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Arriving in unrelenting style remains the remit of latest Range Rover


With the gigantic BMW X7 on the horizon and style, space and pace consciousness uppermost in its mind, highlights Iain Robertson, Land Rover has gathered momentum in abundance and launches bravely into enhanced refinement and an ever greater sense of occasion, with accompanying price tags topping the £170,000 mark.

In a new world of £2m hypercars possessing two-seat performance like never before, having to spend £200k on a method of transporting luggage and offspring from Etruscan villa to Casino Square is a mere trinket to be endured by the family chauffeur. This is a world in which I have no place, even though I have been fortunate to have sampled its fruits but I can only muse wistfully on what life might be like in the stratosphere of either ‘old’, or newer high-tech money, where the ackers are never the upfront consideration. Holding a non-dom status might help in Blighty, as long as you do not mind the battering your personal life might take. Yet, as a senior official, a government minister, more likely a potentate, arriving in style is the international prerequisite and a task that Range Rover has mastered virtually since the outset, much to the chagrin of its nearest rivals.


It is sometimes hard to believe that the original 1970 £2,000 Rangie was little more than a sophisticatedly suspended Defender possessing a spray-clean plastic interior. From its classless agricultural origins to being parked in front of stately homes, princely palaces and historical castles took around a decade to achieve but rewarded Land Rover with an automotive status every bit as great as that of Rolls Royce, which it has never lost in the past 42 years. However, for some peculiar reason, while a Merc, or more recent big BMW, or Audi, would have provided faultless, glitch-free usership, failure to meet an appointment at Windsor, or worse, Buck House, with a possibly steaming but equally likely, electronically incapacitated Rangie parked on an M4 hard shoulder ought to have been more frustrating than reports suggest it has been.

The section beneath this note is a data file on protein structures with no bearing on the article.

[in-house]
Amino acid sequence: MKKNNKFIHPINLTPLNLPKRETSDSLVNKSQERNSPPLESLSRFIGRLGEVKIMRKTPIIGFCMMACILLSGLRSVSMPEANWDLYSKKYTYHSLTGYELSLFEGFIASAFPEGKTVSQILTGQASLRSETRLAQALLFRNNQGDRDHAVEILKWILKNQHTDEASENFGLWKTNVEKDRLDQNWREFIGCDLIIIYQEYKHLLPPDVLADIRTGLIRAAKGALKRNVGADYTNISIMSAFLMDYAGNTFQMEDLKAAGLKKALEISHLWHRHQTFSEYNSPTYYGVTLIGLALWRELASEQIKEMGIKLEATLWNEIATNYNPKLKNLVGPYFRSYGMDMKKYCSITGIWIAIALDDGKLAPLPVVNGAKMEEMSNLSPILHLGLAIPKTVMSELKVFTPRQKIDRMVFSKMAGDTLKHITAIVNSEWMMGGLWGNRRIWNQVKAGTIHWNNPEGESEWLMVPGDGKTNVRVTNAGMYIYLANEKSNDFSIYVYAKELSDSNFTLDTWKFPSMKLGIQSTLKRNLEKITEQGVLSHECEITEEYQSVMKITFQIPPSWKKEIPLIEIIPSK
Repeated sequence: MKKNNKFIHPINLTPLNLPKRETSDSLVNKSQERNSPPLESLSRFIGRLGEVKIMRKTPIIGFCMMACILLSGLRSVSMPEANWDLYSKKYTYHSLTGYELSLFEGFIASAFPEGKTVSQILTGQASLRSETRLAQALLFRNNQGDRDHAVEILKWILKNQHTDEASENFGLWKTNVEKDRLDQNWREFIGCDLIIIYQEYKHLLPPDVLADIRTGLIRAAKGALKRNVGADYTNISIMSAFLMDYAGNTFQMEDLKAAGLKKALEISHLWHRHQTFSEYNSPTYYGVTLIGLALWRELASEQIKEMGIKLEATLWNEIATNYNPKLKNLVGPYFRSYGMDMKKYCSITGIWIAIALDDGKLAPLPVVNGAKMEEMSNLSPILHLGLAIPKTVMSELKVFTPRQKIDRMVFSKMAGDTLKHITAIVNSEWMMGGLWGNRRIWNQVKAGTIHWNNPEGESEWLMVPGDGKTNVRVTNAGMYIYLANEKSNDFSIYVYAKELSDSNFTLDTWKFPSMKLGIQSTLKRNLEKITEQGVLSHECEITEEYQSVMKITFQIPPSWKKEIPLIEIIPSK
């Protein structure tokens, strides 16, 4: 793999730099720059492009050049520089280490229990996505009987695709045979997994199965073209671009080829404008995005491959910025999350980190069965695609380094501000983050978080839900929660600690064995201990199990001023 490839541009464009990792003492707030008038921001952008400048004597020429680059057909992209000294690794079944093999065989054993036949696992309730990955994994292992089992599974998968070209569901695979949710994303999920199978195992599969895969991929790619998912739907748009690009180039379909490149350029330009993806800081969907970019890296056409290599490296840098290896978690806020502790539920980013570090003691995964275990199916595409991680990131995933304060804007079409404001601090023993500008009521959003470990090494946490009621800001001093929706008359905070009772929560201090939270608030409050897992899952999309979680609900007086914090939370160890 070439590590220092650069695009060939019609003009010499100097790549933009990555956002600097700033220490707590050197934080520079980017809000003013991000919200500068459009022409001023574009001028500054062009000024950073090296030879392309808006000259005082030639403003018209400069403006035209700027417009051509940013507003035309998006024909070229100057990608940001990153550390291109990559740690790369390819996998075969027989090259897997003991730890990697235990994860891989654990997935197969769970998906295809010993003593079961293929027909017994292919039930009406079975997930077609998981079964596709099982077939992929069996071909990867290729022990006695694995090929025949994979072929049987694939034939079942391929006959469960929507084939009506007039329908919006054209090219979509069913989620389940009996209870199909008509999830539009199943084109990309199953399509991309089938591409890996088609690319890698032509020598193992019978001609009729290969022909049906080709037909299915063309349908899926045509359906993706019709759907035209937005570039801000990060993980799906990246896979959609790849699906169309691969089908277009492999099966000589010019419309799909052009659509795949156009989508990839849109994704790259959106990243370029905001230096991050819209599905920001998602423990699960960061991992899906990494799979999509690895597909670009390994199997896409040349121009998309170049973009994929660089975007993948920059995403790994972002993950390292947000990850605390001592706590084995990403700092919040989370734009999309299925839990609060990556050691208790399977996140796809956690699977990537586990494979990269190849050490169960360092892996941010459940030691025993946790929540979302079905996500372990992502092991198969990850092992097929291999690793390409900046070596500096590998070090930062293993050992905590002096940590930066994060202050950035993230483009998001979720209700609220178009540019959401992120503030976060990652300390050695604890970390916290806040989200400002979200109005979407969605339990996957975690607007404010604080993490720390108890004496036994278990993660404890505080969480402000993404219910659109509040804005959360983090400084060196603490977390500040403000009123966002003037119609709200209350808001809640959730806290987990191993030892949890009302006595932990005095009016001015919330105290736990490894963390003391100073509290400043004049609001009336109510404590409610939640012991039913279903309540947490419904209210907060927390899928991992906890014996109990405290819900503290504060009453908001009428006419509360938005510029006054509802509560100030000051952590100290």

Users at this level of purported excellence possess expectations and unreliability is not one of them. While the company has tried to be a fast reactor, its fail rate has peaked at various points through a troubled history. Yet, for some inexplicable reason that I can only presume to be style and presence, let alone sky-high price-tag related, the company has gotten away it and successive variants continue to cost ever more, as the Range Rover’s image scales fresh pinnacles. Only now is the division addressing the environmental dictates that it clarioned, while the Indian consortium of Tata was starting to shuffle its sandals beneath the West Midlands management desks. A much-needed all-electric model will not appear for another couple of years but, fortunately, time is on its side. Whether through duff administration, or blissful ignorance, an inexcusable litany of mechanical, electronic and material failures has played ‘Whack-a-Mole’ with its customers but barely cried into its tea mugs. I can only pray and hope that the latest models will strike a genuine paydirt commensurate with Range Rover’s snooty and deservingly elevated status, after all, the brand is good for both UKplc and India.